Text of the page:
In this paper we present a photogrammetry-based approach for deep-sea underwater surveys conducted from a submarine and guided by knowledge-representation combined with a logical approach (ontology). Two major issues are discussed in this paper. The first concerns deep-sea surveys using photogrammetry from a submarine. Here the goal was to obtain a set of images that completely covered the selected site. Subsequently and based on these images, a low-resolution 3D model is obtained in real-time, followed by a very high-resolution model produced back in the laboratory. The second issue involves the extraction of known artefacts present on the site. This aspect of the research is based on an a priori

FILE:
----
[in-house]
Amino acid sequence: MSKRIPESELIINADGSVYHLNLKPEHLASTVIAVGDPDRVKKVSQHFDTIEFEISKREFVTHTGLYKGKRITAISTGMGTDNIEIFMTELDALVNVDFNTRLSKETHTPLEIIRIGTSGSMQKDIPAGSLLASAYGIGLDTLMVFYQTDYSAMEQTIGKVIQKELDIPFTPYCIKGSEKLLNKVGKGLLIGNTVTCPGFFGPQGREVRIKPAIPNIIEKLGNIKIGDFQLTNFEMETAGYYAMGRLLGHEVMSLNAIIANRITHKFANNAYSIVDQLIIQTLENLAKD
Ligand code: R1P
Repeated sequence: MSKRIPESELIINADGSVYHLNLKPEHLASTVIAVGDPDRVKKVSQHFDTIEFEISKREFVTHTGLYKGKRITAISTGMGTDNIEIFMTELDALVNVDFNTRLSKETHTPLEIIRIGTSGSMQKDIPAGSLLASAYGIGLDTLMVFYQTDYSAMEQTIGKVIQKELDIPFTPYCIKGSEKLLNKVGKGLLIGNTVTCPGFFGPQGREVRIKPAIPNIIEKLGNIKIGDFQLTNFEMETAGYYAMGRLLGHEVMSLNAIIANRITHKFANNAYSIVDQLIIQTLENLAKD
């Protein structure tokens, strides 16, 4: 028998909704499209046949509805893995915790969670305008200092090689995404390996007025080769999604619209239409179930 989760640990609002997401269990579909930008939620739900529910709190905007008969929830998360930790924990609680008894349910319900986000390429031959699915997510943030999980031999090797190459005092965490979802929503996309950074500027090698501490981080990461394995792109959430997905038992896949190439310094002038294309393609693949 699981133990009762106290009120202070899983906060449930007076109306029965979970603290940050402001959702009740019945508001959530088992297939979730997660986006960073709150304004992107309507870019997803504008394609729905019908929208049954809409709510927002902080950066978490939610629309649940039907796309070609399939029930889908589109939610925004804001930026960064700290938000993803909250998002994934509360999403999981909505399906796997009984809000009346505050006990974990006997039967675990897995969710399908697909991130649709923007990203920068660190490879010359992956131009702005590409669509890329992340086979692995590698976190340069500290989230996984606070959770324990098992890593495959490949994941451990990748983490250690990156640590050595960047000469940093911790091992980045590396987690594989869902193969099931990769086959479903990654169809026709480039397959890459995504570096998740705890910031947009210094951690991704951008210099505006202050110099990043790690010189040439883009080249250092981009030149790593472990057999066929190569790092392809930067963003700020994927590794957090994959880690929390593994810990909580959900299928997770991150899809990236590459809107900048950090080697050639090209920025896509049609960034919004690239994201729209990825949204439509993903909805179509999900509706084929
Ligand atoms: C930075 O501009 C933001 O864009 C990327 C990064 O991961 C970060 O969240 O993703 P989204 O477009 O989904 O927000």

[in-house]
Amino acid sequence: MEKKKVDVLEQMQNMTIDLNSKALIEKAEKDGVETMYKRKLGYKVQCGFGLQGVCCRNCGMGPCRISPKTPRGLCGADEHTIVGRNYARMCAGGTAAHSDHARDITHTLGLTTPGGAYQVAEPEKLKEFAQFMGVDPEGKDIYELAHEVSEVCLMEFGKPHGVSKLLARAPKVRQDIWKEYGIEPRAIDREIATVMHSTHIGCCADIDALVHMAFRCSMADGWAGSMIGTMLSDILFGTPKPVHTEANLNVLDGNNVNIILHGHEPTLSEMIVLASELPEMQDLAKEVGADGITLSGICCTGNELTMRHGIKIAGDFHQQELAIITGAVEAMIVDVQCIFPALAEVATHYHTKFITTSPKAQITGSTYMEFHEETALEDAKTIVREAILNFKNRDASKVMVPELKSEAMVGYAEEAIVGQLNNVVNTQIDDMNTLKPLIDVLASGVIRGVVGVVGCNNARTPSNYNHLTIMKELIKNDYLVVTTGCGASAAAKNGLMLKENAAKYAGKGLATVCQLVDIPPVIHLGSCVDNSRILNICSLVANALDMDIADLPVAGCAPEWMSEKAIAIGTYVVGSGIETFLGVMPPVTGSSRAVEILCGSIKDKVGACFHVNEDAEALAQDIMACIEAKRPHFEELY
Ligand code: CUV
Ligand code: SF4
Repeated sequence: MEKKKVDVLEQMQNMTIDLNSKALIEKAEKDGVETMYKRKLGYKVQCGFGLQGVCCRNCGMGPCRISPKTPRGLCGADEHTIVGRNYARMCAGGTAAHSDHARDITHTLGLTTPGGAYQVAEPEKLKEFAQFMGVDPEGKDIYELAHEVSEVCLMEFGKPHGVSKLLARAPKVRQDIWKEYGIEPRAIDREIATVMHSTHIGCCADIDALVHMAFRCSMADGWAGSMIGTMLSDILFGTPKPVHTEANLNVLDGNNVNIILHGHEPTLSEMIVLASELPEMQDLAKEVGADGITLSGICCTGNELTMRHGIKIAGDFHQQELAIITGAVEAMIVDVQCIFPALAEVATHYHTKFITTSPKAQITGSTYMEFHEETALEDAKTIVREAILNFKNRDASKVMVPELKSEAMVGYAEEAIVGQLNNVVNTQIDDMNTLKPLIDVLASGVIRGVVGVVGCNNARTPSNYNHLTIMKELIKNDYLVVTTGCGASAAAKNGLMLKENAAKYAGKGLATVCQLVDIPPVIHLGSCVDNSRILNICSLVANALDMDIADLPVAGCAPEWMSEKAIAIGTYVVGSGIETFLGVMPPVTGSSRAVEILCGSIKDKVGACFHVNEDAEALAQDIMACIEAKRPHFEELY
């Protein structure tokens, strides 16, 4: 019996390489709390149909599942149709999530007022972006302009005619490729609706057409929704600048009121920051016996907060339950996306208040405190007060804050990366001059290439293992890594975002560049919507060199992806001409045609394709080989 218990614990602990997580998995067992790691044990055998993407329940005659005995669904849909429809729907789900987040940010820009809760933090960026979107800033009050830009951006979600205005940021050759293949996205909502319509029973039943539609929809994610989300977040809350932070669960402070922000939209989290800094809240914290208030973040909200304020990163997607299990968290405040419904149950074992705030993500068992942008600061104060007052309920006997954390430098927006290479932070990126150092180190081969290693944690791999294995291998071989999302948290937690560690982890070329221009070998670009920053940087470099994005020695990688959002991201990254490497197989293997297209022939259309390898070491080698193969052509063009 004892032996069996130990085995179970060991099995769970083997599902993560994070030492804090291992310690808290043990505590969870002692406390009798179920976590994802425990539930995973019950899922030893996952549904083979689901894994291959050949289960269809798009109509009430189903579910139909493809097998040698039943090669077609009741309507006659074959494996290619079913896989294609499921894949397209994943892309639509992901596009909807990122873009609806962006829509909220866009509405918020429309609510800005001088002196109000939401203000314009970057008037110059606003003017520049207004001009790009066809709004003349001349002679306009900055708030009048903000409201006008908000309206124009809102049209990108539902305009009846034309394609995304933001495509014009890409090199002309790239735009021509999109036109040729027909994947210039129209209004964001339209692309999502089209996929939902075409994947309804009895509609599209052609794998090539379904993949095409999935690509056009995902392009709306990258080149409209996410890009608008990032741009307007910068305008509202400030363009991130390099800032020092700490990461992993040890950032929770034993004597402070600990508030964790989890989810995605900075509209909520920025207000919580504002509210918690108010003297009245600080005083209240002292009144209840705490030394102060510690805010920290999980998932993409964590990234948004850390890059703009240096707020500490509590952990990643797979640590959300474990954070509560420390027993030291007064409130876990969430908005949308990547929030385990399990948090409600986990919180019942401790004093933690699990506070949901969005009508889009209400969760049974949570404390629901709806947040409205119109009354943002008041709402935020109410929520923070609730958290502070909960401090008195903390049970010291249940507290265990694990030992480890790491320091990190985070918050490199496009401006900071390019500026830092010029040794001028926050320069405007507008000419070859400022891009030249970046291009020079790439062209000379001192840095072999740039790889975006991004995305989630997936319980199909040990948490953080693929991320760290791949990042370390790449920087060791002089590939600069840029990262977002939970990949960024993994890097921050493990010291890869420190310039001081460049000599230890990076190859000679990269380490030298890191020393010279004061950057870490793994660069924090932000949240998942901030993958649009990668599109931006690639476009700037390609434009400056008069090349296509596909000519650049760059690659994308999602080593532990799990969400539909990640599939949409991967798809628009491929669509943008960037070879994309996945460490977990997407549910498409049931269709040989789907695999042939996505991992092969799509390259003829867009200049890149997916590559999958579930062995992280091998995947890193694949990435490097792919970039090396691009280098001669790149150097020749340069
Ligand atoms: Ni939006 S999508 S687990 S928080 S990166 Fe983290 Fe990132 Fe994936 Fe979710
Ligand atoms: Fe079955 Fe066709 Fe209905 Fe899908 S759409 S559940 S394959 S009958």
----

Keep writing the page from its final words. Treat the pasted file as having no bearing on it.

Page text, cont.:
representation of the knowledge involved using systematic reasoning. Two parallel processes were developed to represent the photogrammetric process used for surveying as well as for identifying archaeological artefacts visible on the sea floor. Mapping involved the use of the CIDOC-CRM system (International Committee for Documentation (CIDOC)—Conceptual Reference Model)—This is a system that has been previously utilised to in the heritage sector and is largely available to the established scientific community. The proposed theoretical representation is based on procedural attachment; moreover, a strong link is maintained between the ontological description of the modelled concepts and the Java programming language which permitted 3D structure estimation and modelling based on a set of oriented images. A very recently discovered shipwreck acted as a testing ground for this project; the Xelendi Phoenician shipwreck, found off the Maltese coast, is probably the oldest known shipwreck in the western Mediterranean. The approach presented in this paper was developed in the scope of the GROPLAN project (Généralisation du Relevé, avec Ontologies et Photogrammétrie, pour l'Archéologie Navale et Sous-marine). Financed by the French National Research Agency (ANR) for four years, this project associates two French research laboratories, an industrial partner, the University of Malta, and Texas A & M University.
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